Chronic work-related stress is a significant risk factor for cardiovascular and metabolic diseases and mortality.16 Meta-analysis concluded that work stress can increase the risk of myocardial infarction by 50%.16 Management of stress and the sympathetic response not only affects hormonal systems but significantly affects neurological, biochemical, and other influences that play a role in pain and systemic metabolic functioning.18 A study examining the effects of a meditative tai chi program in chronic heart failure participants showed that regular practice had a beneficial effect not only on health-related quality of life and resilience but also on body mass index and blood pressure levels.18

Other studies have also suggested that yoga can affect cardiac autonomic regulation.19 Although the mechanism by which yoga influences autonomic activity is not well understood, a 2016 study found that some yoga practices appear to directly stimulate the vagus nerve and enhance parasympathetic output, leading to parasympathetic dominance and enhanced cardiac function, mood, and energy states, as well as enhanced neuroendocrine, metabolic, cognitive, and immune responses.19

 In 2019, a pilot randomized controlled trial with 34 young adults provided tentative evidence that TM may impact biological stress system functioning.15 Study participants were randomly assigned to TM training followed by eight weeks of meditation practice or a wait-list control condition. Individuals in the TM group had lower awakening salivary cortisol levels and a greater drop in cortisol awakening response from baseline to week four than the control group.15

A 2023 systematic review and meta-analysis of 11 articles suggests that, among Chinese college students age 18-22, mindfulness-based interventions ranging from 10 days to 8 weeks significantly decreased anxiety scale scores.20 Four types of mindfulness were used in the studies: MBSR, mindfulness-based cognitive therapy (MBCT), MBSR combined with MBCT, and mindfulness with meditation therapy in general.20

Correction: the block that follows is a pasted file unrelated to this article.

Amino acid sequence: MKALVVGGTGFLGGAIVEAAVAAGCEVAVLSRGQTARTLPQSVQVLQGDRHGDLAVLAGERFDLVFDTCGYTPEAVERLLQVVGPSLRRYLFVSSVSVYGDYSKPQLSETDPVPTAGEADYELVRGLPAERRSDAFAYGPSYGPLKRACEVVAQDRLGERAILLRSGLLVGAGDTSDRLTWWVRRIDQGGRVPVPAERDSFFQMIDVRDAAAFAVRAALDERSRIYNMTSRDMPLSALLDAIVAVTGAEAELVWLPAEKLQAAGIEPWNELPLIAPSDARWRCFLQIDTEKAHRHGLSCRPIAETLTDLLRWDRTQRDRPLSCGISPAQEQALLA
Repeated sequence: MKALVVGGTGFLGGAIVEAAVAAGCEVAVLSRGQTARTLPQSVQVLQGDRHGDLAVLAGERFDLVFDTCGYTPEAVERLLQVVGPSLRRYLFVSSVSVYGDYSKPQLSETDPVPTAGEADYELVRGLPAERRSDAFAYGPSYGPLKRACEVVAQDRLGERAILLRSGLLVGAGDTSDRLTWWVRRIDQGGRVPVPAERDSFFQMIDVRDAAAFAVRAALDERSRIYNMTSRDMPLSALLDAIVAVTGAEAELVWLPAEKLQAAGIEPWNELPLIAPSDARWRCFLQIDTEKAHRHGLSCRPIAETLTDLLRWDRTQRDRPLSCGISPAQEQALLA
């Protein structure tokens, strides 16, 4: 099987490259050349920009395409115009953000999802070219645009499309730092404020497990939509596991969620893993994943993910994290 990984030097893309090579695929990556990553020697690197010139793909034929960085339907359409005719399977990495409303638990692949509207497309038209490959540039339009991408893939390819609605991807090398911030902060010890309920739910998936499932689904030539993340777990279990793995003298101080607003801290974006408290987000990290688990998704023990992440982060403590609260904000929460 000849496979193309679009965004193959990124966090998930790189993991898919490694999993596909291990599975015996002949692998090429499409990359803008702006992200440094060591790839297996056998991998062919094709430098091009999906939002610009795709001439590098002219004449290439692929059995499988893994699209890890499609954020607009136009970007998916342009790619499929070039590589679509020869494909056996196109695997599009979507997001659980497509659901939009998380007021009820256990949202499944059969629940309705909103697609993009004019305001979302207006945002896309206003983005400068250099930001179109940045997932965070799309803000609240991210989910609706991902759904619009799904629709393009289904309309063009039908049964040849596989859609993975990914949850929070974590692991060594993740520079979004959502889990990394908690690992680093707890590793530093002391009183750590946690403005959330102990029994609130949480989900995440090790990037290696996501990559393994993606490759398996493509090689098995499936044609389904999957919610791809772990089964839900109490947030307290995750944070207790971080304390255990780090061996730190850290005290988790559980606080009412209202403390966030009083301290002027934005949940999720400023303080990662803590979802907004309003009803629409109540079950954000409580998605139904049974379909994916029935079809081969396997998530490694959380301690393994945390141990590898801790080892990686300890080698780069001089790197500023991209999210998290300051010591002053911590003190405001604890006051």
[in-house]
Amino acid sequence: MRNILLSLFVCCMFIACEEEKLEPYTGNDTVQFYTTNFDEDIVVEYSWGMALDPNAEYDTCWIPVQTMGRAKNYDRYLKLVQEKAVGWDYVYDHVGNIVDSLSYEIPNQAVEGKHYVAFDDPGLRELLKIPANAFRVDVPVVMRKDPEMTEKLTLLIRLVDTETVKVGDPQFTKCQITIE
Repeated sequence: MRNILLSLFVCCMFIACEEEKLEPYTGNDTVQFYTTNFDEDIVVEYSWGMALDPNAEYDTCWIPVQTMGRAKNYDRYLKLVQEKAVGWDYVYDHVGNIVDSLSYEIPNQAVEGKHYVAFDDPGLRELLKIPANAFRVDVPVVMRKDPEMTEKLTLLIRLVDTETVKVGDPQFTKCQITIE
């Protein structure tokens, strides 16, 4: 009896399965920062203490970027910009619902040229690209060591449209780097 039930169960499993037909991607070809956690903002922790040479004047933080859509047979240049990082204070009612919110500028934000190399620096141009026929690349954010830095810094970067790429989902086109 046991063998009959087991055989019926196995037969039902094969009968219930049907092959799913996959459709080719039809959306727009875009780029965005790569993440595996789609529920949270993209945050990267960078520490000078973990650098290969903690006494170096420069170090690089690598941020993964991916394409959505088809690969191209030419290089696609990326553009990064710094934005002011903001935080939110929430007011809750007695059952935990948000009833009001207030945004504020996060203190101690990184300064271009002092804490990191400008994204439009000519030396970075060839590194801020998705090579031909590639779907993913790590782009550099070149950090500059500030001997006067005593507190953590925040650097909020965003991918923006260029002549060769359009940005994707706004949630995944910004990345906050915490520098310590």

Functional Medicine Considerations

With a wide range of stress-related chronic diseases on the rise, how can functional medicine clinicians target stress-related factors with interventions that improve the health of their patients? Many diseases stemming from chronic stress have early warning signs, meaning some cases may be prevented or improved with lifestyle changes that help manage stress. The functional medicine model focuses in on identifying stress as a cause of dysfunction and utilizing specific interventions like exercise, meditation, and yoga that work for the individual patient. Tools such as the functional medicine timeline can also help clinicians identify areas of life where stress may be problematic and design treatments that focus on improving stress management.

Mental, emotional, and spiritual balance are at the center of the functional medicine matrix, in recognition of their influence on all the other biological systems. Mindfulness practices have the potential to greatly influence this balance, which is why they have been used for thousands of years in various cultures to promote healing and wellness. What other lifestyle modifications can help patients who struggle with stress and inflammation? Learn more in IFM’s foundational course, Applying Functional Medicine in Clinical Practice (AFMCP).